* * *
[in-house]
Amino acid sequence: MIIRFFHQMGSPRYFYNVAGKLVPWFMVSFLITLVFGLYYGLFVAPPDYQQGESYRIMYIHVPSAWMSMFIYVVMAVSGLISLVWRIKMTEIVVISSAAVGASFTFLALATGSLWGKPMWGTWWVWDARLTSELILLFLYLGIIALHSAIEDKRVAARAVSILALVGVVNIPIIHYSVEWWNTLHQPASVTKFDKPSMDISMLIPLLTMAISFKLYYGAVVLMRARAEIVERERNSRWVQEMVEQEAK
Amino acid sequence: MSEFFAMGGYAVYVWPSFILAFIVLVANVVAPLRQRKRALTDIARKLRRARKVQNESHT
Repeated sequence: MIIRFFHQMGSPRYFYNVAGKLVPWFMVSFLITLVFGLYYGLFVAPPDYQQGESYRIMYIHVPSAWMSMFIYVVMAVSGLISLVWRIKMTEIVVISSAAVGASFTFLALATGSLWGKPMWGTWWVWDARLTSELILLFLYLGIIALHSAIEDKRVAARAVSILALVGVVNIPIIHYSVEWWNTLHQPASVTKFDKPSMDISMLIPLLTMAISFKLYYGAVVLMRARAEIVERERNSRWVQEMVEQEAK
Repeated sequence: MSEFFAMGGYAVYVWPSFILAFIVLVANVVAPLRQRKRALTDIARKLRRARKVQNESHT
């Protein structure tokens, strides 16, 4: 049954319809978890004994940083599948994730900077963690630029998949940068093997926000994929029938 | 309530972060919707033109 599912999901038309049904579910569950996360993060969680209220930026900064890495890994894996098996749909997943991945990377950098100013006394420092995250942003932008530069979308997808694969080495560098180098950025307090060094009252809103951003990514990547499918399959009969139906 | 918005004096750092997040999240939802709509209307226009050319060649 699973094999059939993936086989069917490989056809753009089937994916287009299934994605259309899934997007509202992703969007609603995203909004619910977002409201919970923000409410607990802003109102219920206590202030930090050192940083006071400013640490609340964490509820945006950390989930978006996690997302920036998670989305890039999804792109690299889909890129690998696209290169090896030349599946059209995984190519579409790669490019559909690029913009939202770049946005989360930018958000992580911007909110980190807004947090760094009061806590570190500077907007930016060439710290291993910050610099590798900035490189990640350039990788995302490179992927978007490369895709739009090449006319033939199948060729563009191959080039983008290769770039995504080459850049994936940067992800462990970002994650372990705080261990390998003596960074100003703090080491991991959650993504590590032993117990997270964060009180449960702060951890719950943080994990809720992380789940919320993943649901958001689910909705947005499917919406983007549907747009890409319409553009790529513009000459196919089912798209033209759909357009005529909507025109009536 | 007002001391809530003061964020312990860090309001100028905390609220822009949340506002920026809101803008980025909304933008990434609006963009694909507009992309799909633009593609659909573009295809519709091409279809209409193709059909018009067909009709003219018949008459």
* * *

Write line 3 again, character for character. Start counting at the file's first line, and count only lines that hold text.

Amino acid sequence: MSEFFAMGGYAVYVWPSFILAFIVLVANVVAPLRQRKRALTDIARKLRRARKVQNESHT